By Robin Marks
Depression is a global issue. The World Health Organization (WHO) estimates that 15 percent of people will experience a disabling bout of depression at some point in their lives. Despite an array of treatments that includes talk therapy, pharmaceuticals, and various forms of magnetic and electronic stimulation, finding the best treatment is often a trial-and-error process, and many patients never get relief from their symptoms.
Hoping to discover a new approach that can benefit more patients, researchers Ed Goetzl, MD, Robert L. Kroc Professor of Medicine, Emeritus, Synthia Mellon, PhD and Owen Wolkowitz, MD, looked at the proteins produced by mitochondria, the cells’ energy centers. Their study, published in Nature Molecular Psychiatry, found that people with untreated depression have significantly lower levels of mitochondrial proteins. But these levels returned to normal when patients responded to treatment with selective serotonin reuptake inhibitors, or SSRIs. The levels did not return to normal in the patients who failed to respond to the SSRIs. The findings are generating new hypotheses about the relationship between depression and the function of the brain’s energy-hungry neurons.
What does depression have to do with mitochondrial proteins?
Ed Goetzl: Mitochondria are the principal energy generators in cells, and neurons are cells that require a lot of energy. We know that people with depression have fewer mitochondria in their neurons and we’ve now shown that people with untreated depression have lower levels of protein produced by mitochondria. These proteins help maintain optimal energy production as well as structural integrity and optimal numbers of mitochondria.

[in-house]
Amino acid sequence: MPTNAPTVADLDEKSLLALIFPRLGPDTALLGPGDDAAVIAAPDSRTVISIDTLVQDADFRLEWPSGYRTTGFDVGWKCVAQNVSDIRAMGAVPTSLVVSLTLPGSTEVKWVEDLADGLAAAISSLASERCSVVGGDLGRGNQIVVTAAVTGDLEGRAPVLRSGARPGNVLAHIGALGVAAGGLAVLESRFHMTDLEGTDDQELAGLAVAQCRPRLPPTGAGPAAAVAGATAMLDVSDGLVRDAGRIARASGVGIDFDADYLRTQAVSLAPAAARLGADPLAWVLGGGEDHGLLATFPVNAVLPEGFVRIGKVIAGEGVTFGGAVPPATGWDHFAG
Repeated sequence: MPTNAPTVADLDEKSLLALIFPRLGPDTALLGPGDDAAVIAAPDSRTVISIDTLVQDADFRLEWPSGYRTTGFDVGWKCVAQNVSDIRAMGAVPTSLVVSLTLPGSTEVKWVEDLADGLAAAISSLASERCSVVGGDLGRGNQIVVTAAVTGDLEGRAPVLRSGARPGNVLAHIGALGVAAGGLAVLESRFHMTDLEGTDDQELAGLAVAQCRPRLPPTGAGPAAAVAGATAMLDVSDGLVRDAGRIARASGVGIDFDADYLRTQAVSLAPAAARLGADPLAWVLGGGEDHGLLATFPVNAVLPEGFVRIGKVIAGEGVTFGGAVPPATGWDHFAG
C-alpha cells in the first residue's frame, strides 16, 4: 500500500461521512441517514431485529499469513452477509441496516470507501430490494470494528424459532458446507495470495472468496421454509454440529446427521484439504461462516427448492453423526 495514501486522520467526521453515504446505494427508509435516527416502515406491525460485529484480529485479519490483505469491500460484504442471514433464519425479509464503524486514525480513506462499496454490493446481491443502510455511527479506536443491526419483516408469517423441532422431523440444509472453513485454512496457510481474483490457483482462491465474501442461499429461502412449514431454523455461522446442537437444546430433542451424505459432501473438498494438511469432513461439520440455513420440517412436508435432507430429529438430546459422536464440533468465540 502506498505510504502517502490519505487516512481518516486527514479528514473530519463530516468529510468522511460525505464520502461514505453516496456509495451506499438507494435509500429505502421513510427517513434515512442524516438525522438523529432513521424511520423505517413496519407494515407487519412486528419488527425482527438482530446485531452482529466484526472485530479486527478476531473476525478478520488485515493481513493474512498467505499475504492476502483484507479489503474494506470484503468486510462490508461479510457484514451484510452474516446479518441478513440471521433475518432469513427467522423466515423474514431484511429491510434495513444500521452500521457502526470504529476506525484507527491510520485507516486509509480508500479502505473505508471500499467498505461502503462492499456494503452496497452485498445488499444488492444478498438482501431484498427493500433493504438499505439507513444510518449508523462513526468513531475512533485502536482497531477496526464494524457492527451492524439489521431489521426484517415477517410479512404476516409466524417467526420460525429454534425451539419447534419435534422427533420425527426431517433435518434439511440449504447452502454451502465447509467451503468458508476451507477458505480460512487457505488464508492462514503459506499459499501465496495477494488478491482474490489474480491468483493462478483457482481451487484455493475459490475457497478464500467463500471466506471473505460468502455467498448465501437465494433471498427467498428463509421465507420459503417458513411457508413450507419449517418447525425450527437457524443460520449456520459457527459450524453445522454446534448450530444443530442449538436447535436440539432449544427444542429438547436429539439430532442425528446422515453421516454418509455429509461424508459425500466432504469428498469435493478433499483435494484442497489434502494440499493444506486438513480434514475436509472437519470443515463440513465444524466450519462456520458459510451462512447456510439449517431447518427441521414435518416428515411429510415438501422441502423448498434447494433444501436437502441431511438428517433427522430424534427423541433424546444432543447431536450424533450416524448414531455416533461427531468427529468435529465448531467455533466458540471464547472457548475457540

Getting a picture of how varying levels of mitochondria and their proteins affect mental illness could help us to validate diagnoses, monitor the effects of existing drugs, and develop new drugs for depression. Our study was a significant step in this direction, as the first opportunity to comprehensively investigate these protein differences in humans using simple blood samples.
What could this new understanding mean for patients suffering from depression?
Ed Goetzl: Several of the mitochondrial protein abnormalities we detected in depression could be targeted for new drug development. For example, the lower-than-normal levels of two of the proteins we studied, both of which act to protect neurons, could be raised by administering synthetic peptides, as has been successfully done in mice. Studies in humans have yet to be done.
Does this new knowledge contribute to our understanding of what depression is in the brain?
Owen Wolkowitz: There’s a growing appreciation that depression is not just a “mental illness” or even simply a “brain disease.” We’re starting to recognize that it has manifestations across the entire body. The changes we studied may originate in the brain but show up outside the nervous system. This gives us important clues, not only to what causes the immediate symptoms of depression but also how the illness can lead to the disproportionate physical illness we see in some people suffering from it.
What are your next steps? Where does this research lead you?
Owen Wolkowitz: Once these findings have been replicated, the next steps will be to determine if there are other mitochondrial proteins that are also affected, which neurons and parts of the brain are involved, and what the causes and consequences of these changes are. Also, since depression is likely a heterogeneous disorder, we need to find out whether these mitochondrial changes occur for everyone with depression, or only in certain subgroups. And, of course, we’d like to know whether treatments that restore levels of mitochondrial proteins or function can have direct antidepressant effects.